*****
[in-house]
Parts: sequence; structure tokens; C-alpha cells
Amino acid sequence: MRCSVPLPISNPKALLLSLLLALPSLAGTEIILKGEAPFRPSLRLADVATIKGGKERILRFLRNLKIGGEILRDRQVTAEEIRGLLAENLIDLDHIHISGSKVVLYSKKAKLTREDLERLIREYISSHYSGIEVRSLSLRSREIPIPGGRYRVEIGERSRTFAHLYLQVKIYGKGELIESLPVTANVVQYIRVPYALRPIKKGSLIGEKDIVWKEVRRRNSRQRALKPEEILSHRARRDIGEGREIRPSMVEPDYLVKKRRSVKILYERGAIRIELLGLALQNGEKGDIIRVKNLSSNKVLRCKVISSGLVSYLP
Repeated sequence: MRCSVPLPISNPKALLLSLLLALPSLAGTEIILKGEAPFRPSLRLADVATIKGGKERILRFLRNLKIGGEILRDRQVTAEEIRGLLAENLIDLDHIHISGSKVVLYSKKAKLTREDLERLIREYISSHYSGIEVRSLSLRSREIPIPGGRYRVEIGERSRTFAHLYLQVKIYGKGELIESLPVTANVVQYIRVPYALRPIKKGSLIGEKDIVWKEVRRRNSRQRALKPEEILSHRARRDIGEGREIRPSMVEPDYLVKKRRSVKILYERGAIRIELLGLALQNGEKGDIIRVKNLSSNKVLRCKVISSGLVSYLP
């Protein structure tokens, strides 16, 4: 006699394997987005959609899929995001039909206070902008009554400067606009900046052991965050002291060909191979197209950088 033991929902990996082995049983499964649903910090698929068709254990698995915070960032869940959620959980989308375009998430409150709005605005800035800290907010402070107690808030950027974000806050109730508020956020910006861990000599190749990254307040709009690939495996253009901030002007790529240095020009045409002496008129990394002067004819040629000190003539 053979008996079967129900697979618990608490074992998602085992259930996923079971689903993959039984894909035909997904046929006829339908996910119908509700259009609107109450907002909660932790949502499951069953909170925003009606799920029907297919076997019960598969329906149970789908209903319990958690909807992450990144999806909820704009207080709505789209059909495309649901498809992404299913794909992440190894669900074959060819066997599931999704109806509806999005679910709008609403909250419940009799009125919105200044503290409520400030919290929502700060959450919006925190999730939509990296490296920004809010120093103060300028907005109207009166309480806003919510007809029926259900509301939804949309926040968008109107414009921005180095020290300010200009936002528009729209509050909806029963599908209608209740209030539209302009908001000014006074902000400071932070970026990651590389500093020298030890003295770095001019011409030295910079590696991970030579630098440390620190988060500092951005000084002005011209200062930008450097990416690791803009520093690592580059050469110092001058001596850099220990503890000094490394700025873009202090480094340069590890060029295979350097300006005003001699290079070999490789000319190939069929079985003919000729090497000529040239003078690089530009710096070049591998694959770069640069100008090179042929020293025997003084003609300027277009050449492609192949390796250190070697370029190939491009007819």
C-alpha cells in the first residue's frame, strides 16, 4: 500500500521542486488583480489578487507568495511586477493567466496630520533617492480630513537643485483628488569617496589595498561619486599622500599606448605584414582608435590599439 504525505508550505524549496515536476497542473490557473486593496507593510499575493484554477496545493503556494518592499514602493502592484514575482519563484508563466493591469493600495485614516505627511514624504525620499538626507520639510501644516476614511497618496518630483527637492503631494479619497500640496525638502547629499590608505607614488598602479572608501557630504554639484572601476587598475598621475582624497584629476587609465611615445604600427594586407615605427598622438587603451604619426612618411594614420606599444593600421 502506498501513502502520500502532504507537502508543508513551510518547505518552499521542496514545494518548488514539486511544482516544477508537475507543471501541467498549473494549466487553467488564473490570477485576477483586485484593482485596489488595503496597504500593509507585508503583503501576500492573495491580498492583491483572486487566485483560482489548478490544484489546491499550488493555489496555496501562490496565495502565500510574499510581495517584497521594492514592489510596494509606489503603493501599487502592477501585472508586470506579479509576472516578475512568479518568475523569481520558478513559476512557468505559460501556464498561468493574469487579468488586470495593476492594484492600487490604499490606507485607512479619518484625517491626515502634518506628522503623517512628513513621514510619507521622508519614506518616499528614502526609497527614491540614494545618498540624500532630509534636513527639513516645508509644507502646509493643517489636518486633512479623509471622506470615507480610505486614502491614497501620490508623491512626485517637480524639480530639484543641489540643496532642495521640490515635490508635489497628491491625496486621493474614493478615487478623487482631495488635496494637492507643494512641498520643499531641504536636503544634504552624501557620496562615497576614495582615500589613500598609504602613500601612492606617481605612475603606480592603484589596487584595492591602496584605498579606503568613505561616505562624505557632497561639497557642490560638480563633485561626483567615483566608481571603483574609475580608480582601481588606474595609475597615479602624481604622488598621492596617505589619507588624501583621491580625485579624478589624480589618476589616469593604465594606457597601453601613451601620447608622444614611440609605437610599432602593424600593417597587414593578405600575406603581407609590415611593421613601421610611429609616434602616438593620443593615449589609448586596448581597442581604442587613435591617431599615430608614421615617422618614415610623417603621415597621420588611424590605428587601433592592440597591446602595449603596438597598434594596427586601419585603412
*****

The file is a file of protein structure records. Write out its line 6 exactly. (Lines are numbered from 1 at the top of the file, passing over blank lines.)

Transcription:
C-alpha cells in the first residue's frame, strides 16, 4: 500500500521542486488583480489578487507568495511586477493567466496630520533617492480630513537643485483628488569617496589595498561619486599622500599606448605584414582608435590599439 504525505508550505524549496515536476497542473490557473486593496507593510499575493484554477496545493503556494518592499514602493502592484514575482519563484508563466493591469493600495485614516505627511514624504525620499538626507520639510501644516476614511497618496518630483527637492503631494479619497500640496525638502547629499590608505607614488598602479572608501557630504554639484572601476587598475598621475582624497584629476587609465611615445604600427594586407615605427598622438587603451604619426612618411594614420606599444593600421 502506498501513502502520500502532504507537502508543508513551510518547505518552499521542496514545494518548488514539486511544482516544477508537475507543471501541467498549473494549466487553467488564473490570477485576477483586485484593482485596489488595503496597504500593509507585508503583503501576500492573495491580498492583491483572486487566485483560482489548478490544484489546491499550488493555489496555496501562490496565495502565500510574499510581495517584497521594492514592489510596494509606489503603493501599487502592477501585472508586470506579479509576472516578475512568479518568475523569481520558478513559476512557468505559460501556464498561468493574469487579468488586470495593476492594484492600487490604499490606507485607512479619518484625517491626515502634518506628522503623517512628513513621514510619507521622508519614506518616499528614502526609497527614491540614494545618498540624500532630509534636513527639513516645508509644507502646509493643517489636518486633512479623509471622506470615507480610505486614502491614497501620490508623491512626485517637480524639480530639484543641489540643496532642495521640490515635490508635489497628491491625496486621493474614493478615487478623487482631495488635496494637492507643494512641498520643499531641504536636503544634504552624501557620496562615497576614495582615500589613500598609504602613500601612492606617481605612475603606480592603484589596487584595492591602496584605498579606503568613505561616505562624505557632497561639497557642490560638480563633485561626483567615483566608481571603483574609475580608480582601481588606474595609475597615479602624481604622488598621492596617505589619507588624501583621491580625485579624478589624480589618476589616469593604465594606457597601453601613451601620447608622444614611440609605437610599432602593424600593417597587414593578405600575406603581407609590415611593421613601421610611429609616434602616438593620443593615449589609448586596448581597442581604442587613435591617431599615430608614421615617422618614415610623417603621415597621420588611424590605428587601433592592440597591446602595449603596438597598434594596427586601419585603412